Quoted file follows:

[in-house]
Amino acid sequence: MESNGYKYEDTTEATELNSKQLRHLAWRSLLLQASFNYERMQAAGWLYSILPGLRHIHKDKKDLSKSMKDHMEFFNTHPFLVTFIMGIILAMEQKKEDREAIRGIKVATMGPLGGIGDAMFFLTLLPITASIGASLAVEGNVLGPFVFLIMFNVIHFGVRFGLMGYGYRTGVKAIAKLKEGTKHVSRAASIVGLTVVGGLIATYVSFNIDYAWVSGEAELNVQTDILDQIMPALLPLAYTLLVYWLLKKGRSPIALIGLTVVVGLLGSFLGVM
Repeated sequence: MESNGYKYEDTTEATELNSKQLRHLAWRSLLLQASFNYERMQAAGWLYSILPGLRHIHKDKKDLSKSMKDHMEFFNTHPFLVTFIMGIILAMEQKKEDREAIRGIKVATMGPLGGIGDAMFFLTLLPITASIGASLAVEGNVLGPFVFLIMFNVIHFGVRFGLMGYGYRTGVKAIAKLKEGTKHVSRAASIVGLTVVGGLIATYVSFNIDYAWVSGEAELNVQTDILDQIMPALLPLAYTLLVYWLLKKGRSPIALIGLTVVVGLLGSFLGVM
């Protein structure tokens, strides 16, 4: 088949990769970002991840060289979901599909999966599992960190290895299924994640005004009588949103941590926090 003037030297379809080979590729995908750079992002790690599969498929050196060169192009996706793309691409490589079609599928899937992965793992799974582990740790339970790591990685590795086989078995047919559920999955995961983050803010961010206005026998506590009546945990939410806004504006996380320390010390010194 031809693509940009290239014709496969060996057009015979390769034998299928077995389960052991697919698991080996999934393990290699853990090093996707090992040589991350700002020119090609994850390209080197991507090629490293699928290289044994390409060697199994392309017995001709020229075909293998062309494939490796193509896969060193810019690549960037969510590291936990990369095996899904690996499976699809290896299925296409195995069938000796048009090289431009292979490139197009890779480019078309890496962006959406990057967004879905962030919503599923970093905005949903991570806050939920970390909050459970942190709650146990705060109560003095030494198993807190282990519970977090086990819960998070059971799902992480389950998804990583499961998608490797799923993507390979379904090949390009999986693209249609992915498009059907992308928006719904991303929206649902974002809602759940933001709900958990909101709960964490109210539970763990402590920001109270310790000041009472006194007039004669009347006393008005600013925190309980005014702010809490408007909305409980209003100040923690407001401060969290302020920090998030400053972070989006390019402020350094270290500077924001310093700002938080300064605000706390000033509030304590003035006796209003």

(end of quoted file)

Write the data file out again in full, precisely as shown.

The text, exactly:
[in-house]
Amino acid sequence: MESNGYKYEDTTEATELNSKQLRHLAWRSLLLQASFNYERMQAAGWLYSILPGLRHIHKDKKDLSKSMKDHMEFFNTHPFLVTFIMGIILAMEQKKEDREAIRGIKVATMGPLGGIGDAMFFLTLLPITASIGASLAVEGNVLGPFVFLIMFNVIHFGVRFGLMGYGYRTGVKAIAKLKEGTKHVSRAASIVGLTVVGGLIATYVSFNIDYAWVSGEAELNVQTDILDQIMPALLPLAYTLLVYWLLKKGRSPIALIGLTVVVGLLGSFLGVM
Repeated sequence: MESNGYKYEDTTEATELNSKQLRHLAWRSLLLQASFNYERMQAAGWLYSILPGLRHIHKDKKDLSKSMKDHMEFFNTHPFLVTFIMGIILAMEQKKEDREAIRGIKVATMGPLGGIGDAMFFLTLLPITASIGASLAVEGNVLGPFVFLIMFNVIHFGVRFGLMGYGYRTGVKAIAKLKEGTKHVSRAASIVGLTVVGGLIATYVSFNIDYAWVSGEAELNVQTDILDQIMPALLPLAYTLLVYWLLKKGRSPIALIGLTVVVGLLGSFLGVM
């Protein structure tokens, strides 16, 4: 088949990769970002991840060289979901599909999966599992960190290895299924994640005004009588949103941590926090 003037030297379809080979590729995908750079992002790690599969498929050196060169192009996706793309691409490589079609599928899937992965793992799974582990740790339970790591990685590795086989078995047919559920999955995961983050803010961010206005026998506590009546945990939410806004504006996380320390010390010194 031809693509940009290239014709496969060996057009015979390769034998299928077995389960052991697919698991080996999934393990290699853990090093996707090992040589991350700002020119090609994850390209080197991507090629490293699928290289044994390409060697199994392309017995001709020229075909293998062309494939490796193509896969060193810019690549960037969510590291936990990369095996899904690996499976699809290896299925296409195995069938000796048009090289431009292979490139197009890779480019078309890496962006959406990057967004879905962030919503599923970093905005949903991570806050939920970390909050459970942190709650146990705060109560003095030494198993807190282990519970977090086990819960998070059971799902992480389950998804990583499961998608490797799923993507390979379904090949390009999986693209249609992915498009059907992308928006719904991303929206649902974002809602759940933001709900958990909101709960964490109210539970763990402590920001109270310790000041009472006194007039004669009347006393008005600013925190309980005014702010809490408007909305409980209003100040923690407001401060969290302020920090998030400053972070989006390019402020350094270290500077924001310093700002938080300064605000706390000033509030304590003035006796209003």